One of the great things about pick ups is that it gives you the chance to refine what you already have. During the dialogue editing process you might find that there are certain scenes that you know will work better with a slight tweak here of there or, sometimes, just the inclusion of an extra line. If you can get one of the actors back into the booth you can get them to re=record lines or, more often, add new lines to fill out certain scenes. That’s the point we’re coming up to just now. Most of the dialogue has been edited, cleaned up etc and it’s at this point that we get the chance to have a look over it and see where things can be improved on. The one danger to this though is the temptation to keep on tweaking and adding so there has to be a definite deadline so you can get on with the next step of the process.

Greg Hemphill was in last week and he wrapped up his narration, and it’s sounding great. He has done a spectacular job, especially as the narration was extremely difficult at times, both in terms of getting the tone and atmosphere right but also simple in terms of some of the language poor Greg had to say. It’s actually quite hard to say “teratologically fabulous”… and make it sound scary, but Greg did it.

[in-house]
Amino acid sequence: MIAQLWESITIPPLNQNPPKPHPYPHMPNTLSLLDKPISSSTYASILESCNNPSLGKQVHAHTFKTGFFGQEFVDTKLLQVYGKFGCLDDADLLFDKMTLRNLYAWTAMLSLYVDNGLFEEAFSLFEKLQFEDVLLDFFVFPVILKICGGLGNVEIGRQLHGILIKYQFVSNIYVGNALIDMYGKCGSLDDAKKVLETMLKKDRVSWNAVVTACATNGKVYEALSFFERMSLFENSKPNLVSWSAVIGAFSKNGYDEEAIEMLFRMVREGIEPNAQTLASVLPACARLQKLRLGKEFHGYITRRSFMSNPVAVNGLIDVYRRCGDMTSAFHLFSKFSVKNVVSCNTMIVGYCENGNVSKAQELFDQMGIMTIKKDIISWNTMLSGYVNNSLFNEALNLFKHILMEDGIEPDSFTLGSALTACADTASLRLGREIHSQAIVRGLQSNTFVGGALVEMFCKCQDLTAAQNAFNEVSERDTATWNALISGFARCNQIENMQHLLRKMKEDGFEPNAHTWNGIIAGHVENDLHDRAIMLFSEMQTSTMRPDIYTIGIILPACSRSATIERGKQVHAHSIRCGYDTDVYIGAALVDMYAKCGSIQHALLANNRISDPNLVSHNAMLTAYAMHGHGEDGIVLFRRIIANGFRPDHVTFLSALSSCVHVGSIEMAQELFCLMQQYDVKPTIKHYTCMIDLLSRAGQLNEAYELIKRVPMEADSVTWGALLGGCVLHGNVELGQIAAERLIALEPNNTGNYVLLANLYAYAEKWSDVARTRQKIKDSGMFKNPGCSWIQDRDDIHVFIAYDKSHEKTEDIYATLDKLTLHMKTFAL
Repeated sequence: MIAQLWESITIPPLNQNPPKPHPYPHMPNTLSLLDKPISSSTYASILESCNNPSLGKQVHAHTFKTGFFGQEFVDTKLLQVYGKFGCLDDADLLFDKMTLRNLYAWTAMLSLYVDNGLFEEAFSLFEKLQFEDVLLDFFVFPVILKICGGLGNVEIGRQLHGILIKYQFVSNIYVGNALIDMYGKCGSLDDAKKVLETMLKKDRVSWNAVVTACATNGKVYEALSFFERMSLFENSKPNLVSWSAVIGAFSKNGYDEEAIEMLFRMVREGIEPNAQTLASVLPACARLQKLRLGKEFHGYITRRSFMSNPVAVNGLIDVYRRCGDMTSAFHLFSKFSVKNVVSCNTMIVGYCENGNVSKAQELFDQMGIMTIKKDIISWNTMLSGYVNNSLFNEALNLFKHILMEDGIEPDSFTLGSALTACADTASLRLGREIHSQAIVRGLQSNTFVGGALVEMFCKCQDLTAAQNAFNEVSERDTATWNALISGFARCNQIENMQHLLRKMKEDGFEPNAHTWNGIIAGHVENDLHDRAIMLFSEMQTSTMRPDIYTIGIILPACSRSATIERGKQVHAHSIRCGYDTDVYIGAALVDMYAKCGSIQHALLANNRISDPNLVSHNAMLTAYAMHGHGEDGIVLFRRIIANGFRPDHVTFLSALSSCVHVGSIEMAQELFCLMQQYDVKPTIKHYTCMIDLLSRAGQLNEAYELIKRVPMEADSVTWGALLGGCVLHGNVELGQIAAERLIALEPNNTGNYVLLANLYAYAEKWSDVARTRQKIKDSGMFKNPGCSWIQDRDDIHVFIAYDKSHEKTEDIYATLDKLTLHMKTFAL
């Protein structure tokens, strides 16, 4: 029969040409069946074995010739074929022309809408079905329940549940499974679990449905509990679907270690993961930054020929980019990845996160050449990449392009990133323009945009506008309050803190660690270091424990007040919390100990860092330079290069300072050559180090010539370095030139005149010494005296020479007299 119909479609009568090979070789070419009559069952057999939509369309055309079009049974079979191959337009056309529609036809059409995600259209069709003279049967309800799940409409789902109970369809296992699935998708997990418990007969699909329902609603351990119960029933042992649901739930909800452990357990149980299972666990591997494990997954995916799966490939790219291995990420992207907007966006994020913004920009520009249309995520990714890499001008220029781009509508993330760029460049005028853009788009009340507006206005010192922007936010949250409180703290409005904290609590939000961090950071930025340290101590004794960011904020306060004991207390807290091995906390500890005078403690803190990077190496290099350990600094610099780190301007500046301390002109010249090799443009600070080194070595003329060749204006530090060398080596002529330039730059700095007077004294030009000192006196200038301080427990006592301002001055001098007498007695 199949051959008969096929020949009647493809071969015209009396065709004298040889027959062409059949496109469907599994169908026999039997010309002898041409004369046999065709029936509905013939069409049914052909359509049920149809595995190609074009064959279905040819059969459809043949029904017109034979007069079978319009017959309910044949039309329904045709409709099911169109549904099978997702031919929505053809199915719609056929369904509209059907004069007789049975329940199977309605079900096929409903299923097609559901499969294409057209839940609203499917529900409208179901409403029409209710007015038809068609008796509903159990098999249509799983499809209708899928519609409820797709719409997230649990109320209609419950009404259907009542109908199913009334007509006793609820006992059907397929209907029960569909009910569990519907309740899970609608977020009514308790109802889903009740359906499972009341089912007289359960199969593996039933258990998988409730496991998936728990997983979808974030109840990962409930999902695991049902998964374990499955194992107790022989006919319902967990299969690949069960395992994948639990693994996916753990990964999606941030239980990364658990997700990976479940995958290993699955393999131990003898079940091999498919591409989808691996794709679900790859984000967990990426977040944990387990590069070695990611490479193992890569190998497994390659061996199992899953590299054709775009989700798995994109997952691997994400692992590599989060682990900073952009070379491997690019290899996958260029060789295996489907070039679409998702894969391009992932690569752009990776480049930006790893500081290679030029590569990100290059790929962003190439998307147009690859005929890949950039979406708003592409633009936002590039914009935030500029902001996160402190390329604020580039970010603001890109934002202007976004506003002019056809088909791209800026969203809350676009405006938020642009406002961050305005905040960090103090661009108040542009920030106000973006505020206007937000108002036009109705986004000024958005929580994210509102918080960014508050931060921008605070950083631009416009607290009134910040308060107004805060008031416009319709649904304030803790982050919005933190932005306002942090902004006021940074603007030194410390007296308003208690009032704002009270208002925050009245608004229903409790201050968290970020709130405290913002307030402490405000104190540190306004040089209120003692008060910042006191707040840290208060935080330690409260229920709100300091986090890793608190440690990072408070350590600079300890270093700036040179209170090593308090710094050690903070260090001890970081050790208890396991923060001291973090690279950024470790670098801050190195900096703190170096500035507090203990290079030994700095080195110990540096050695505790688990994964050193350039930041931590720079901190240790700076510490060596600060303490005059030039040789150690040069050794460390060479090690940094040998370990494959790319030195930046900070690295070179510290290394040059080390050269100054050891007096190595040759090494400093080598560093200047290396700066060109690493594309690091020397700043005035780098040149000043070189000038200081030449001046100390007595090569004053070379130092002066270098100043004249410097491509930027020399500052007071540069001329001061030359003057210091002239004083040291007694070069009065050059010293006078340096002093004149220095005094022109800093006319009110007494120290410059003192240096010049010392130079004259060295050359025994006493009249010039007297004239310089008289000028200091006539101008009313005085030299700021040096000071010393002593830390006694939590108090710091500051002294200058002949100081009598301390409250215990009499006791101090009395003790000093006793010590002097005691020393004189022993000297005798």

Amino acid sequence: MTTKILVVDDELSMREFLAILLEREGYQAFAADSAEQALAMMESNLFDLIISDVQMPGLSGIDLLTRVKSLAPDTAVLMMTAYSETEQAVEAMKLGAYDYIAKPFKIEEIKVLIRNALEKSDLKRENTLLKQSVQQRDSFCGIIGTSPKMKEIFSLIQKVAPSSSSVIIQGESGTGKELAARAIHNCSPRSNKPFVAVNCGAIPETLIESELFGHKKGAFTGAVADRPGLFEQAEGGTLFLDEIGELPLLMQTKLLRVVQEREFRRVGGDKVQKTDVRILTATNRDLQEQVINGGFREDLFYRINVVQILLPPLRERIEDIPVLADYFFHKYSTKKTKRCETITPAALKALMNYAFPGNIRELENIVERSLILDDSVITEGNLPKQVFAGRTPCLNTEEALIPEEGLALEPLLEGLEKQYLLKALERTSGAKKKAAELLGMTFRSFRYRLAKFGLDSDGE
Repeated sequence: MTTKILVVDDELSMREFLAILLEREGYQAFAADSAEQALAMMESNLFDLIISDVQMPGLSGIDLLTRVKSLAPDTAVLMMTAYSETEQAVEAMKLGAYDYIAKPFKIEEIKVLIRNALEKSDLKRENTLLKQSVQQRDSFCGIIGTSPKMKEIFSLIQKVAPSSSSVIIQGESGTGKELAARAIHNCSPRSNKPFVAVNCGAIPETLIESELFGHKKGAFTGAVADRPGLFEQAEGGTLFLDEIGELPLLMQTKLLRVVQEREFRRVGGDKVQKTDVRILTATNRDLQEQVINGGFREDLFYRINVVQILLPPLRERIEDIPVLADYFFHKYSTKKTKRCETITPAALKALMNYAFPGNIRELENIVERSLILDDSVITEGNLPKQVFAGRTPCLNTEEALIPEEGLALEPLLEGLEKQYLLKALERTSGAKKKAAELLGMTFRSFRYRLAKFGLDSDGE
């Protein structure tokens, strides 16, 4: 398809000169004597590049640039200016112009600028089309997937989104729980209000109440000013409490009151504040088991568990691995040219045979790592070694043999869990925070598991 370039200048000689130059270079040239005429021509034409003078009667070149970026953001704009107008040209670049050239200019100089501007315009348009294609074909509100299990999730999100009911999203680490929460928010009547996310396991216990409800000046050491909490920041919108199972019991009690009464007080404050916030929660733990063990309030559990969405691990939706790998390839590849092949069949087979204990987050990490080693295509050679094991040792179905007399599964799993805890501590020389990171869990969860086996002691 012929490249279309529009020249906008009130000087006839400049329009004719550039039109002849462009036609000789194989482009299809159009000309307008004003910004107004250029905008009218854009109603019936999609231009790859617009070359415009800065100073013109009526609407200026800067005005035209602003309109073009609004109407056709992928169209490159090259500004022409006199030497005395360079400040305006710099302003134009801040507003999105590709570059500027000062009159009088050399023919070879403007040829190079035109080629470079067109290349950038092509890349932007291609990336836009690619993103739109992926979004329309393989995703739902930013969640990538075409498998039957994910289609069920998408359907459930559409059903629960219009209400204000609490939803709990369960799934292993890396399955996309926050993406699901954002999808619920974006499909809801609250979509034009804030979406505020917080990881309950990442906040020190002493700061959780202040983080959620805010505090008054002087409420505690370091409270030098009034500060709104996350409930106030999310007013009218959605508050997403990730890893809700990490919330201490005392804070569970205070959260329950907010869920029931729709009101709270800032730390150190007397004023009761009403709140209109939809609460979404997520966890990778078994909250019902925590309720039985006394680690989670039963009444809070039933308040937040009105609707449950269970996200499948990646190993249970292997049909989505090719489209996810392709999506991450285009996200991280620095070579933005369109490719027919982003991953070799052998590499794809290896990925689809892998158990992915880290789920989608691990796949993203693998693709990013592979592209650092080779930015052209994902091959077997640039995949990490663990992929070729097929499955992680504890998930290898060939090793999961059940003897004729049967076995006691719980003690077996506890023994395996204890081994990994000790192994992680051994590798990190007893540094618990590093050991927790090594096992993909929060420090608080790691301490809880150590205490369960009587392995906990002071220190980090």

Another thing I decided to do with Greg’s narration was to give him some alternate lines so that we would have different options when it came to editing and deciding how best to pace the narration. For example, there might be a good few lines of narration describing some dying monstrosity on the floor. Lovecraft is wonderfully descriptive in his language and for some of Greg’s takes we would use as much of Lovecraft’s text as possible. However, we’d also have a take where, in order to keep the pacing of the story moving, Greg would simply say “The thing lay dying on the floor.” This gives us the option of either allowing the listener to immerse themselves in the imagery of Lovecraft or, if we think the flow needs to be best served and push the story and momentum on, the we use the simpler, shorter line and let sound effects fill in the rest. It’s a very enjoyable part of the process and also very important because you’re very much deciding on the rhythm of the entire story.